Portuguese Italian Spanish English French German

Web Site

Return Home

  • Echocardiography

  • Heart and mind: prescription

  • Diet and heart disease

  • Risk factors for heart attack: what are your personal risk factors?

  • How to recognize angina and heart attack: what is angina pectoris ? angina’s causes and how to recognize


    After you return home you may be invited to participate in a cardiac rehabilitation programme. The aim of the programme is to:

    Assist you to achieve optimal psychological and social wellbeing through education and support for yourself and your family

    Provide an exercise and educational programme to encourage cardiovascular fitness

    Encourage you to adopt a lifestyle that limits the progression of atherosclerosis and minimises the risk of further cardiac events maximise physical, psychological and social recovery so that you can achieve a lifestyle that is as productive and personally satisfying as possible.


    A walking programme is encouraged during rehabilitation. It is the simplest and most convenient exercise, and is a reliable method of improving your physical fitness.

    Your walking distance and speed will be specified by the rehabilitation staff or by your doctor.

    Rate of progress is very much an individual matter.

    Conditions for Walking during Your Recovery Period

    Some of these conditions have been mentioned earlier but they are repeated here to emphasise their importance.

    The ground should be relatively flat and level. Walking uphill greatly increases the work of the heart. If you cannot avoid climbing hills you should make sure you slow down. The same applies to walking into a head wind.

    Temperature extremes also increase the work of the heart. Try to time your walk so that you do not walk in the coldest part of the day in winter, or in the heat of the day in summer.

    Digestion makes additional demands on the heart. You should avoid vigorous exercise for an hour before and 2 hours after a meal.

    The heart often takes a few minutes to adjust to exercise. Always do some gentle warm-up exercises before you walk, or start your walk slowly.

    How Far Should You Walk?

    The walking chart on page 52 is offered as a weekly guide. The amount of time spent walking depends on a number of factors, including your stage of recovery, age and previous physical fitness.

    Check your distance and fitness category with your doctor before commencing this programme.

    If you are unsure how much you should do, start with a shorter distance. The overall aim is to gradually increase your walking distance and to reduce the time it takes to walk this.

    Do not be discouraged by periods of slower progress when it may seem you are not improving. This is common and is almost always temporary. If you experience this kind of set-back it may be best to drop back a stage until the walking becomes comfortable again.

    Use the chart on page 52 to determine the amount of time you should spend walking while recovering from a heart attack. When you have fully recovered, walking should be maintained at a rhythmic, even pace for at least 30 minutes and should be performed at least 3 to 4 times per week.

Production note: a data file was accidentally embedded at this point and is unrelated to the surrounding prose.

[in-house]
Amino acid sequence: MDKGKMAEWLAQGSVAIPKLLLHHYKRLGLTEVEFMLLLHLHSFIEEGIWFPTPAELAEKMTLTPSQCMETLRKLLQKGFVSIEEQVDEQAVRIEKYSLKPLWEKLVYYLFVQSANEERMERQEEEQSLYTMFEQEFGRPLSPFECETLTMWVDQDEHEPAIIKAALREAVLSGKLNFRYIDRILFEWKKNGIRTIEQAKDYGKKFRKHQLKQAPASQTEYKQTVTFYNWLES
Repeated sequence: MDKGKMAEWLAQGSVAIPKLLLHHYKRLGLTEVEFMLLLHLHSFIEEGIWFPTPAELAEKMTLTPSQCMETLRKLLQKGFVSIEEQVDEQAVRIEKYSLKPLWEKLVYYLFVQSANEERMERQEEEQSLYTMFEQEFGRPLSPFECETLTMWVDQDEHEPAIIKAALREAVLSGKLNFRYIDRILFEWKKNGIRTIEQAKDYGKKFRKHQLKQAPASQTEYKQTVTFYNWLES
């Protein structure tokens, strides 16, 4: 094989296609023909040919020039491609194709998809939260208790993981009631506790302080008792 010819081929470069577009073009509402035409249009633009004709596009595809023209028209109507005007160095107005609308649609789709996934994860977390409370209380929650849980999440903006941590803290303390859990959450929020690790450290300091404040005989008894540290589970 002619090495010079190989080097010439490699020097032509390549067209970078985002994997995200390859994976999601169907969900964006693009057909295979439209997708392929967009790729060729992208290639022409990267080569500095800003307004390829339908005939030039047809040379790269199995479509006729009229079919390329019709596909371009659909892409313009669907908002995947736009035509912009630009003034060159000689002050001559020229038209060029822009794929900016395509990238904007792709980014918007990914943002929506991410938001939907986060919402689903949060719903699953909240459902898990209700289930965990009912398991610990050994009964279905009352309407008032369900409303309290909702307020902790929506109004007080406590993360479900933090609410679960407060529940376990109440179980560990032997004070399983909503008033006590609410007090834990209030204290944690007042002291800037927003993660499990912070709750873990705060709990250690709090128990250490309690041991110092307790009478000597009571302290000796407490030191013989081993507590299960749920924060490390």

Safe limits of exercise are usually set by your body, which signals that you have exercised enough by one or more of the following:

    Discomfort or pain in the chest or arms

    Shortness of breath (panting and puffing)

    Fatigue (feelings of exhaustion, tired legs)

    Pain in the calves

    Dizziness or nausea.

    These symptoms do not necessarily mean anything is wrong with your heart, merely that it has worked hard enough and it may be necessary to reduce the amount of exercise you are trying to do. You will gain no further benefits by pushing beyond these 'barriers'.

    Report .my of the symptoms listed on the previous page to your doctor at your next visit.


    There is one type of exertion which is not beneficial. This is exercise which involves 'straining'. Included in this category are:

    Very heavy lifting and carrying

    Pushing and pulling heavy objects, for example a car or refrigerator

    Opening a stuck window.     

    If you have high blood pressure or angina it may be best to avoid these exercises.


    Almost all people who recover from a heart attack are able to walk briskly, play golf, resume sex and engage in similar activities without trouble.

    Now that you are on the way to recovery from this heart attack, take steps to reduce your chances of further trouble by modifying your lifestyle.


    Many people are given an exercise stress test following their heart attack.

    Your doctor may order this while you are an inpatient or some weeks after your heart attack.

    This test records the heart beat during rest, exercise and immediate post exercise.

    This simple procedure takes approximately 1 hour and is supervised by a doctor. The exercise may be achieved by riding a stationary bike or walking briskly on a treadmill.

    During the test you are connected to an electrocardiograph machine so that changes in your heart are recorded. An electrocardiograph machine records the electrical impulses travelling through the heart muscle and can detect lack of blood supply to parts of the heart muscle.

    You will be asked to fast for 4 hours before having the test.

    You may need to cease some of your medications for 24 to 48 hours before this test. Your doctor will tell you if this is necessary.

    Remember to wear comfortable clothes and sandshoes.


    Cardio & Blood


  • Electrocardiography: how is an ecg taken? what information does the doctor get from the ecg?

  • Heart and mind: the cost

  • After heart attack: exercising for future fitness

  • Risk factors for heart attack: psycho-social stress and risk personality

  • How to recognize angina and heart attack: myocardial infarction